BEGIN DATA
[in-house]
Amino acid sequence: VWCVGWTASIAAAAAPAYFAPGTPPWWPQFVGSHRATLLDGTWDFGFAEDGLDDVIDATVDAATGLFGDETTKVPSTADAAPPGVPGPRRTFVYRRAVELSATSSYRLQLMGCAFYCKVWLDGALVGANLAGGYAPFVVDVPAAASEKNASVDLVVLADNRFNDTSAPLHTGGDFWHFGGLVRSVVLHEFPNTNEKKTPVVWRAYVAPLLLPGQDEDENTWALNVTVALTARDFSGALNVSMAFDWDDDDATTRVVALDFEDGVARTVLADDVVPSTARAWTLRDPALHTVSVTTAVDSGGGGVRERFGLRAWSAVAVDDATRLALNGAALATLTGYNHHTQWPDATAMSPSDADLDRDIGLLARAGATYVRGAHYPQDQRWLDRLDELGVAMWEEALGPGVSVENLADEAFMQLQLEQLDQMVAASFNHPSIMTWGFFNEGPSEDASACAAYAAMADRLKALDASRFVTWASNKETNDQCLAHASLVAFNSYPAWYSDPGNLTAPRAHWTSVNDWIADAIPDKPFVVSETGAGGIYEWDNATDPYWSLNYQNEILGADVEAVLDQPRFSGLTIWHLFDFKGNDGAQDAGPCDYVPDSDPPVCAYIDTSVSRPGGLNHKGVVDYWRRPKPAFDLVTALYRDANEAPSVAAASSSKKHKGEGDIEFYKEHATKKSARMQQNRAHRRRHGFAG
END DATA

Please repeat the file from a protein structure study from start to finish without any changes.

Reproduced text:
[in-house]
Amino acid sequence: VWCVGWTASIAAAAAPAYFAPGTPPWWPQFVGSHRATLLDGTWDFGFAEDGLDDVIDATVDAATGLFGDETTKVPSTADAAPPGVPGPRRTFVYRRAVELSATSSYRLQLMGCAFYCKVWLDGALVGANLAGGYAPFVVDVPAAASEKNASVDLVVLADNRFNDTSAPLHTGGDFWHFGGLVRSVVLHEFPNTNEKKTPVVWRAYVAPLLLPGQDEDENTWALNVTVALTARDFSGALNVSMAFDWDDDDATTRVVALDFEDGVARTVLADDVVPSTARAWTLRDPALHTVSVTTAVDSGGGGVRERFGLRAWSAVAVDDATRLALNGAALATLTGYNHHTQWPDATAMSPSDADLDRDIGLLARAGATYVRGAHYPQDQRWLDRLDELGVAMWEEALGPGVSVENLADEAFMQLQLEQLDQMVAASFNHPSIMTWGFFNEGPSEDASACAAYAAMADRLKALDASRFVTWASNKETNDQCLAHASLVAFNSYPAWYSDPGNLTAPRAHWTSVNDWIADAIPDKPFVVSETGAGGIYEWDNATDPYWSLNYQNEILGADVEAVLDQPRFSGLTIWHLFDFKGNDGAQDAGPCDYVPDSDPPVCAYIDTSVSRPGGLNHKGVVDYWRRPKPAFDLVTALYRDANEAPSVAAASSSKKHKGEGDIEFYKEHATKKSARMQQNRAHRRRHGFAG